It was Harry H. Culver, from Milford, Nebraska, who dreamed of a balanced city. He started plans for the city that carries his name in 1913, and it became an incorporated entity in 1917. He established the city in a temperate zone, along a transportation route, alongside railroad tracks, halfway between the growing pueblo of Los Angeles and Abbot Kinney’s resort of Venice. Culver City began to do the business of developing itself, as a 1.2 square mile area, centered about our little Main Street. In the early days of the city, the trustees concentrated on the actions necessary to form the city. City tracts and streets were named and paved, a numbering system was adopted, and employees hired to take care of the business of the city. The Fire and Police Departments were established. The economic balance had begun, with the studios forming the early economic base. Industry came in the form of Western Stove in 1922, then the Helms Bakeries in 1930, and then the Hayden Industrial Tract was established in the 1940s. Prohibition spawned a plethora of night spots and bootlegging in the 1920s and 1930s, with World War II stalling growth in the 1940s. Car Dealerships replaced the night spots on Washington Boulevard in the 1950s.

Over the years, more than forty annexations increased city size to about five square miles. Culver City transitioned from a general law city to a charter city in 1947. In addition to city government, schools became a part of the community, and by 1949, Culver City had its own Unified School District, meaning that education was available through secondary school. The five-member Board of Education governs Culver City’s public schools just as the five member elected City Council governs the city. Today the city has quadrupled in size with a community of nearly 40,000 residents.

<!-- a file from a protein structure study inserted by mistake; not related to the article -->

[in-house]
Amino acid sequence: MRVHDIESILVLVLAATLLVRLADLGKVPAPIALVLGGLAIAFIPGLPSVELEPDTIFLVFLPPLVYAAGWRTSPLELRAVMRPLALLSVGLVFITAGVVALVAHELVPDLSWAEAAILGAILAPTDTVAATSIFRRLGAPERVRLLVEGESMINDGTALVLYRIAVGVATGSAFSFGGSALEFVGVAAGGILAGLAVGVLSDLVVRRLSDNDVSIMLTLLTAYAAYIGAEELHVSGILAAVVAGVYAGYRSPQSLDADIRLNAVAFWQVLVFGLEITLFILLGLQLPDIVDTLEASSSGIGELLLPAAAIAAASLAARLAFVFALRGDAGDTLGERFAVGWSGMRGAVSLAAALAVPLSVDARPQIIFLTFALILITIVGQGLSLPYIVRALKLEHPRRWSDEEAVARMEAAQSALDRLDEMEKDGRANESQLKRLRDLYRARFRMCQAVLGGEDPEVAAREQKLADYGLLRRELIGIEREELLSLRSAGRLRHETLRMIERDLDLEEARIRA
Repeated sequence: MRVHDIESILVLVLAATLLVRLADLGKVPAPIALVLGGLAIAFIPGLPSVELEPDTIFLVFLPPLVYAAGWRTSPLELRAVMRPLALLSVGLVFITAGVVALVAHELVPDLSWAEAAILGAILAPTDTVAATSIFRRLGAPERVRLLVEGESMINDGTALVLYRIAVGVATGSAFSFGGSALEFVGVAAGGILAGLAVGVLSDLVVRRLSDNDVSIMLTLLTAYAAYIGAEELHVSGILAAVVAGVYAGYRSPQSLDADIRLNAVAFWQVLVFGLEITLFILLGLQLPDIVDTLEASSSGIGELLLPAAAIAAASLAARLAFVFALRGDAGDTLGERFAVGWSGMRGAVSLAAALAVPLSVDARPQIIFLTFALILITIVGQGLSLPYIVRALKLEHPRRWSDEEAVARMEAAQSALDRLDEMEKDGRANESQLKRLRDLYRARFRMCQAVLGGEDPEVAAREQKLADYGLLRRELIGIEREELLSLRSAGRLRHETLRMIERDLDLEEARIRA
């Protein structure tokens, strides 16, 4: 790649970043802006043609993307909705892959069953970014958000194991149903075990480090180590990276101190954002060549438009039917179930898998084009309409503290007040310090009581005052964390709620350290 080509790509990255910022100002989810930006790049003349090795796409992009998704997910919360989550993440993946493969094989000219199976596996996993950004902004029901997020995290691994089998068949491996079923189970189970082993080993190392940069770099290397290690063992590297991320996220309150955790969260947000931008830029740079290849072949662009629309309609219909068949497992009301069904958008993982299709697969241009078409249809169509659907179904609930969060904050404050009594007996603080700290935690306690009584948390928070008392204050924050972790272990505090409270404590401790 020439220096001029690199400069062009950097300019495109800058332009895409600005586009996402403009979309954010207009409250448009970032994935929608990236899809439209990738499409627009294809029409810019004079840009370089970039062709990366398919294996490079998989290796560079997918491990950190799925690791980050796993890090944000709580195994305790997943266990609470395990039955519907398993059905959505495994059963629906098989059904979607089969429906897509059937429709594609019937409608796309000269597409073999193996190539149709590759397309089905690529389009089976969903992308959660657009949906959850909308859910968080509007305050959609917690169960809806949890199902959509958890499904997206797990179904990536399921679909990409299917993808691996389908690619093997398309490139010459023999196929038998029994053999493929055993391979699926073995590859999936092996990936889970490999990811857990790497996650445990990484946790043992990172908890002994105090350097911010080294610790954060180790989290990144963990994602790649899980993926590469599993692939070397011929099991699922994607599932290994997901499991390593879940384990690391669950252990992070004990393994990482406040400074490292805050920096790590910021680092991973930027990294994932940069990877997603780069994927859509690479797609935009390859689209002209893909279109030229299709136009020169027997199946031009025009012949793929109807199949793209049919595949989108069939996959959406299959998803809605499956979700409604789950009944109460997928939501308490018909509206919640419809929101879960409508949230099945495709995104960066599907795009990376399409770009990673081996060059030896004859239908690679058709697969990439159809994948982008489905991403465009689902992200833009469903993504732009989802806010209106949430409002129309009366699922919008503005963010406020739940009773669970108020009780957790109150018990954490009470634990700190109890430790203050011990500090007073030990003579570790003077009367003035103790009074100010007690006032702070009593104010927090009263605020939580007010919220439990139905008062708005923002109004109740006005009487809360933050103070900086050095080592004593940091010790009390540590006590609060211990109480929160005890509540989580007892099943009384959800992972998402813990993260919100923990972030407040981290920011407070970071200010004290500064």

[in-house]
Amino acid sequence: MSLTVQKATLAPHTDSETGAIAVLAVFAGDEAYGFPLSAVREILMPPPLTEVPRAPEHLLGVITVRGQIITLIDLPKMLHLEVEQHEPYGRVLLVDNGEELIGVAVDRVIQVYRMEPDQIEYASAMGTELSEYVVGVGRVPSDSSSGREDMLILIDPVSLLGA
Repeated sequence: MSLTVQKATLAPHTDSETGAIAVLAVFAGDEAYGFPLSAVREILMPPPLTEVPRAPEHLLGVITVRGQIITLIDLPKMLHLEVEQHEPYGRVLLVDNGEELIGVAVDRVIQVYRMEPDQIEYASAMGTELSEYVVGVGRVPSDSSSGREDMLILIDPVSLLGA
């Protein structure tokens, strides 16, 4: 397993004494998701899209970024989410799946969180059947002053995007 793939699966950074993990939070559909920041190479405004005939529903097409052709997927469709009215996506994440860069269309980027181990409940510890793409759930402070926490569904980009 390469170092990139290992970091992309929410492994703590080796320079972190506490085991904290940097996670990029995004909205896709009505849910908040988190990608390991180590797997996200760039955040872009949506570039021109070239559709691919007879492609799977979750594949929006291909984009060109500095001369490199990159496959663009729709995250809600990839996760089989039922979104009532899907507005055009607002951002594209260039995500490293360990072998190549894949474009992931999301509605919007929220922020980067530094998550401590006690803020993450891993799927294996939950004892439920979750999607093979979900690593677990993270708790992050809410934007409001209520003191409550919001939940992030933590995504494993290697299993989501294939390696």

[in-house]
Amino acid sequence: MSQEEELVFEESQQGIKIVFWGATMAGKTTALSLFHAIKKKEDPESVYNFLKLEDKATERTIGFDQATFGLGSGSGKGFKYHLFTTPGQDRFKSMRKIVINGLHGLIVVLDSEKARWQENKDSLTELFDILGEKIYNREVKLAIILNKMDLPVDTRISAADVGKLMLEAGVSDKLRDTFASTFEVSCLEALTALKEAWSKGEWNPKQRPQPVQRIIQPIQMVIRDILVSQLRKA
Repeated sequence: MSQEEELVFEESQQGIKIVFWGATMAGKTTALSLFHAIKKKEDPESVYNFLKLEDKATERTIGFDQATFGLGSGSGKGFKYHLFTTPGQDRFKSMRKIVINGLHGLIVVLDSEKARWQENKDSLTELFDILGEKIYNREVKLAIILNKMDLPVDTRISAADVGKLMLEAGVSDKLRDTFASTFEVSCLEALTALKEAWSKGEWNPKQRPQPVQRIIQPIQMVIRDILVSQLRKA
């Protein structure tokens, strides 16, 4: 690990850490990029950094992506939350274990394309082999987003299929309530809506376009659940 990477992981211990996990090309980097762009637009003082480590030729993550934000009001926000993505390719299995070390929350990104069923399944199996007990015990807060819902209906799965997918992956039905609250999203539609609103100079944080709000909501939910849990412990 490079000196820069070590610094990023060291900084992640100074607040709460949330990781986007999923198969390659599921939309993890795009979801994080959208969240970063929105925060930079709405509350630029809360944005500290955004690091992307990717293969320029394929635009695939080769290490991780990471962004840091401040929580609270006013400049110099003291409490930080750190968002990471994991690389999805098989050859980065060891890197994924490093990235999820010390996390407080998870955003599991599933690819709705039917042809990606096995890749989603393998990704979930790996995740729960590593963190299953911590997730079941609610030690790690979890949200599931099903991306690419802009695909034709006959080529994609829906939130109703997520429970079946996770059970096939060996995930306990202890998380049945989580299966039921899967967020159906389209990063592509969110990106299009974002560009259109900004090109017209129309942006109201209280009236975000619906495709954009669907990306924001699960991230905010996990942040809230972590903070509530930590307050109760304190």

For more information on the history of Culver City, visit the Culver City Historical Society’s website.

Culver City history provided by Julie Lugo Cerra, official Culver City Historian.

Culver City Activities

LIVE
Welcome to Culver City — the “Heart of Screenland.”

From its roots in the entertainment industry to its rich, cultural heritage, dynamic Culver City has small town charm while enjoying the amenities of a big city.

Boasting beautiful weather conditions year-round, Culver City has an average daily temperature of 72.6 º F. Located in western Los Angeles county, its lovely residential neighborhoods are home to approximately 40,000 residents. It encompasses approximately 5 square miles and has convenient access to the regional network of high-volume freeways (I-405 San Diego and I-10 Santa Monica freeways). Nearly 370,000 households are situated within a five mile radius.